The frequencies of the observed hyperfine components were also used to estimate the quadrupole coupling constant for H C N . The splitting of the three components is related to the value of the quadrupole parameter, eQq, which is associated with the electric field gradient of the electrons across the nucleus with the quadrupole moment (5). The students measured the line frequencies, and calculated eQq using the following equation, -C(C+I)-/(/+I)J(J+I) E

^

=

e

4

^ 2/(2/-lX2J-lX2J

+

3)

Zaikowski and Friedrich; Chemical Evolution across Space & Time ACS Symposium Series; American Chemical Society: Washington, DC, 2008.

( 4 )

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372 w h e r e C - F ( F + l ) ~ / ( / + l ) - j ( j + l),and F = ·/ + / . Finally, the students were asked to observe the J = 2 -> 1 transition of SiO in its ground and first excited vibrational states, ν = 0 and ν = 1, near 86.8 and 86.2 GHz, respectively, towards the star Chi Cygni, or Chi Cyg (4). The resulting spectra are shown in Figure 5. The intensity of the ν = 0 data is about 0.4 Κ (top panel); however, the ν = 1 line (bottom panel) shows much stronger emission near 9 Κ and a narrower line profile. These transitions were observed to illustrate maser emission in space. (A maser is a laser at microwave wavelengths.) The J= 2 -> 1 transition in ν = 1 is pumped by infrared radiation emitted by the star, which creates a population inversion. Hence, maser action occurs for this line. The students calculated the vibrational temperature of SiO based on these two transitions. The result is a negative value ( T ^ = -600 K) - a nonphysical temperature indicating non-thermal emission from the ν = 1 state.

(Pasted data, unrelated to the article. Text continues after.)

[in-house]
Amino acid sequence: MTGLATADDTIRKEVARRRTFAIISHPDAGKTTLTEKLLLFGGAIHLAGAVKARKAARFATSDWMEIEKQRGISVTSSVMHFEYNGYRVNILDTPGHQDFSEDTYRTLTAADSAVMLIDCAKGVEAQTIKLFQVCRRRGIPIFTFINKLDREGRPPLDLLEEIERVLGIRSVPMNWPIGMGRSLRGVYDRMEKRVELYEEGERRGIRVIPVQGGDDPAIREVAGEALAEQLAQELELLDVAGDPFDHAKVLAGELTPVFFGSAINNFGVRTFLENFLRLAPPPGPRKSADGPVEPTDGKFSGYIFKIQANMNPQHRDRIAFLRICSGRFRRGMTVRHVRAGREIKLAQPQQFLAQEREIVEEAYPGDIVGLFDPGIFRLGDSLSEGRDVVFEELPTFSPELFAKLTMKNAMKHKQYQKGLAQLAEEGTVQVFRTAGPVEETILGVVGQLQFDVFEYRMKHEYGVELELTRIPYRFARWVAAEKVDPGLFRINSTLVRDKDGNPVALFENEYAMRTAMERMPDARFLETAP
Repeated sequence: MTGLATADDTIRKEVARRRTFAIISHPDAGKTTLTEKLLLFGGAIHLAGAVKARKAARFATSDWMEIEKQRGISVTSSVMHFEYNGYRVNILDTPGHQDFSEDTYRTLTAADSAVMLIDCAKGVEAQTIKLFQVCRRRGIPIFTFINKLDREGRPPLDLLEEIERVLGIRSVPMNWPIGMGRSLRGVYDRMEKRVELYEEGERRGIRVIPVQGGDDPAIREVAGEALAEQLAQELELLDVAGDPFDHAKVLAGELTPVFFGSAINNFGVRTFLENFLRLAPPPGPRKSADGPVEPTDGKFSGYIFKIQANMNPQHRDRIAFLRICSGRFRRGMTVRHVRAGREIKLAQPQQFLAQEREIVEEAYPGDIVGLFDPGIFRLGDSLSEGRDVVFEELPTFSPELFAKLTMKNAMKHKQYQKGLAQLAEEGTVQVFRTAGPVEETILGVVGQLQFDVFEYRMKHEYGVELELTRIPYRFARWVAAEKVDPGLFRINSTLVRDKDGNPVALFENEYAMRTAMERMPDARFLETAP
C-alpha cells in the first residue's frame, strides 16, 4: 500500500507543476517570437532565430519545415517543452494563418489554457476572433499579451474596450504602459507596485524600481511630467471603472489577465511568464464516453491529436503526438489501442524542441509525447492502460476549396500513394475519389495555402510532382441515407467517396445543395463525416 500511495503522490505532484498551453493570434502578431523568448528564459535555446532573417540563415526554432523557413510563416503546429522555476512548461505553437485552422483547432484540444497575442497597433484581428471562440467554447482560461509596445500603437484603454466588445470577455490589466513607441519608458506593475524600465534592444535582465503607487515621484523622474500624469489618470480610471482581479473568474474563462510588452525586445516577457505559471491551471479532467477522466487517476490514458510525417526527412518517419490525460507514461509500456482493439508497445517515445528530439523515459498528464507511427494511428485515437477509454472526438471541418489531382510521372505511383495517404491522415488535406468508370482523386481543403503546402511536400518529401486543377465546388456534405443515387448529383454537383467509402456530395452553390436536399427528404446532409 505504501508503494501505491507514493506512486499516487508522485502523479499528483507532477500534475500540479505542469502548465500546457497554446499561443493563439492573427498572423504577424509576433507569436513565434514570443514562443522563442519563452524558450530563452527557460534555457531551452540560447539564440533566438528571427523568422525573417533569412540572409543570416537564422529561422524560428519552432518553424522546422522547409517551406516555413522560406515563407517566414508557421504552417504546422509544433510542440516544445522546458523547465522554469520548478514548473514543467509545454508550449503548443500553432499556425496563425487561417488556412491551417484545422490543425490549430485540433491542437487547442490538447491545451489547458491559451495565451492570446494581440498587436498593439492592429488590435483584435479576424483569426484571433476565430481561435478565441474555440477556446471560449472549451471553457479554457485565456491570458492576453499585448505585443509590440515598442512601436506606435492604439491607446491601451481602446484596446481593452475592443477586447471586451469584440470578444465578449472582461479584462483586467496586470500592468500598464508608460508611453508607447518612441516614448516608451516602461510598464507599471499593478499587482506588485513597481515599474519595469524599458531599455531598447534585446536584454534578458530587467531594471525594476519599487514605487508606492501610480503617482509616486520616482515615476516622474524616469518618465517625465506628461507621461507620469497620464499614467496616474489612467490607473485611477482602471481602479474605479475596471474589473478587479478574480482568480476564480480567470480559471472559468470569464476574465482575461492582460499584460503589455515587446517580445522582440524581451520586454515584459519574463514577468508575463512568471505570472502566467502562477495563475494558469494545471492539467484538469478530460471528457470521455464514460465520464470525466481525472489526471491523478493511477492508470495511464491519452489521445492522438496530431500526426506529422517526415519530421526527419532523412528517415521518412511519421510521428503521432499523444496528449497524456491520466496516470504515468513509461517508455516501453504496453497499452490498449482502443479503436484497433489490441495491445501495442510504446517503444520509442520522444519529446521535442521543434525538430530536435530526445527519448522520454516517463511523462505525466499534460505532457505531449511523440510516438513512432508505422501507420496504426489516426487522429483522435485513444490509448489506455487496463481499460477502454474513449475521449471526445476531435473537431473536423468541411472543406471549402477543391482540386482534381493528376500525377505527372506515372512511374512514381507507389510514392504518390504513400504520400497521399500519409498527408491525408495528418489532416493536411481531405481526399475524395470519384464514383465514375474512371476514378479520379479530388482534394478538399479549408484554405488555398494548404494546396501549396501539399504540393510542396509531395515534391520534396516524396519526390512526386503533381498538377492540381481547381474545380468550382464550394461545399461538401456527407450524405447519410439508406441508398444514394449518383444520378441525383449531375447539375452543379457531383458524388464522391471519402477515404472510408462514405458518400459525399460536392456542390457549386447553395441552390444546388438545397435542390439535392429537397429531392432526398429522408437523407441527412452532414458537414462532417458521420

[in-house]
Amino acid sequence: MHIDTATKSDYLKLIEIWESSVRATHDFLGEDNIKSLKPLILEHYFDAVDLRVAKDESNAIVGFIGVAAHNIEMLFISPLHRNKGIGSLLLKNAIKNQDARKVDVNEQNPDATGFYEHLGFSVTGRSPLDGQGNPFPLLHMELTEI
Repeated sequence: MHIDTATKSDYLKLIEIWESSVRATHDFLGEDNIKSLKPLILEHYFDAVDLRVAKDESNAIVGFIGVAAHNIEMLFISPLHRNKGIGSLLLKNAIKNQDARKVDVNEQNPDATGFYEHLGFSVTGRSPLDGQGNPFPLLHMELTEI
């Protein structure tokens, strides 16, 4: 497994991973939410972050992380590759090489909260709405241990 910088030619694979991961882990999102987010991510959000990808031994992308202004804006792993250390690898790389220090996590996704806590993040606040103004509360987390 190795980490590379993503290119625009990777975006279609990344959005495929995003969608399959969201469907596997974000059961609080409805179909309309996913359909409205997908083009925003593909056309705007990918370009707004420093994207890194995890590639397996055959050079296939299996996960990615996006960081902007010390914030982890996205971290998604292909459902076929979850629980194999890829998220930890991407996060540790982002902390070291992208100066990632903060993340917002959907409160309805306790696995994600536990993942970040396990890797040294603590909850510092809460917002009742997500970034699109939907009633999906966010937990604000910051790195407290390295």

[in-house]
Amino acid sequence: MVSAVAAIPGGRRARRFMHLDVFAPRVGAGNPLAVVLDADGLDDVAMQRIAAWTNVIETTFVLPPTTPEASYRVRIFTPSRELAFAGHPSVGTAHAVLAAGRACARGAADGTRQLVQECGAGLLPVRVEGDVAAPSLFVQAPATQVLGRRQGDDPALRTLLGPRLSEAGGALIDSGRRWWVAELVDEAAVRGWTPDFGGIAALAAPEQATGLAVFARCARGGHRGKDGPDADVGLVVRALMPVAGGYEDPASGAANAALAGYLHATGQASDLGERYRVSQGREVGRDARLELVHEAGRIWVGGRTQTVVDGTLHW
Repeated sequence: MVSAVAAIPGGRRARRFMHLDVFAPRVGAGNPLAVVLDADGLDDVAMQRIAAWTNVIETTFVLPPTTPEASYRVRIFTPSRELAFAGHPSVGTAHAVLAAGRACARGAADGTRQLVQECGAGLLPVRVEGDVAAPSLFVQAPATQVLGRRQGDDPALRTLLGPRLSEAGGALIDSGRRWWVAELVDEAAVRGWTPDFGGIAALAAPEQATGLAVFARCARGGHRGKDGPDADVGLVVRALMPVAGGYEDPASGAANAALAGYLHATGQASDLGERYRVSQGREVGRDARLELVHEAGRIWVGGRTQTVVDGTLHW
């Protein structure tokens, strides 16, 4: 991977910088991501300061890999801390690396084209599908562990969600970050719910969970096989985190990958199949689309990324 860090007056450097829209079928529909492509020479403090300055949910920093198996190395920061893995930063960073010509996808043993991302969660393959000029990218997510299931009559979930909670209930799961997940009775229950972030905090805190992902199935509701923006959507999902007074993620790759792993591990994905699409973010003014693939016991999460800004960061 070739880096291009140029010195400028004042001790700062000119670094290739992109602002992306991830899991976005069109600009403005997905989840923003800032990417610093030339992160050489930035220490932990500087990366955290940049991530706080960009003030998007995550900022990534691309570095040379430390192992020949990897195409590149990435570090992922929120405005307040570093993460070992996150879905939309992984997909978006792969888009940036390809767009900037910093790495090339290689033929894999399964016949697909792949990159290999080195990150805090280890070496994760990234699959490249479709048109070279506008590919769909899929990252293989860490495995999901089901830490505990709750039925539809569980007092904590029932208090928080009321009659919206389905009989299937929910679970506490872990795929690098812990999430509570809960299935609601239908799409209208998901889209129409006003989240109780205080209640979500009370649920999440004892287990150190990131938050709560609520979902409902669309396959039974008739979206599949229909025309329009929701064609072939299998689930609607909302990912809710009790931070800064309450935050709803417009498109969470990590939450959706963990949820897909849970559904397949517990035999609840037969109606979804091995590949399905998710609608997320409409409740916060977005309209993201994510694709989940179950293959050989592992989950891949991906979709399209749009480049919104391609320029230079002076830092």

Chi Cyg

SiO: J = 2 - > l

*

8.0

V

L S R

(km/s)

Figure 5. Spectrum oftheJ = 2-> 1 transition of SiO observed towards the star Chi Cygnus using the ARO 12m telescope, showing thev = 0 transition near 82.8 GHz (top panel), and the ν = 1 line near 82.2 GHz (bottom panel). The line intensity of the ν = / transition indicates that this feature is a maser.

Zaikowski and Friedrich; Chemical Evolution across Space & Time ACS Symposium Series; American Chemical Society: Washington, DC, 2008.

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A handout describing the molecules and sources to be observed, as well as the procedure for the observations, was prepared and given to the students prior to the laboratory. The students analyzed the collected data, and were given accompanying questions and calculations. A picture of some of the students observing at the ARO 12m telescope is given in Plate 2.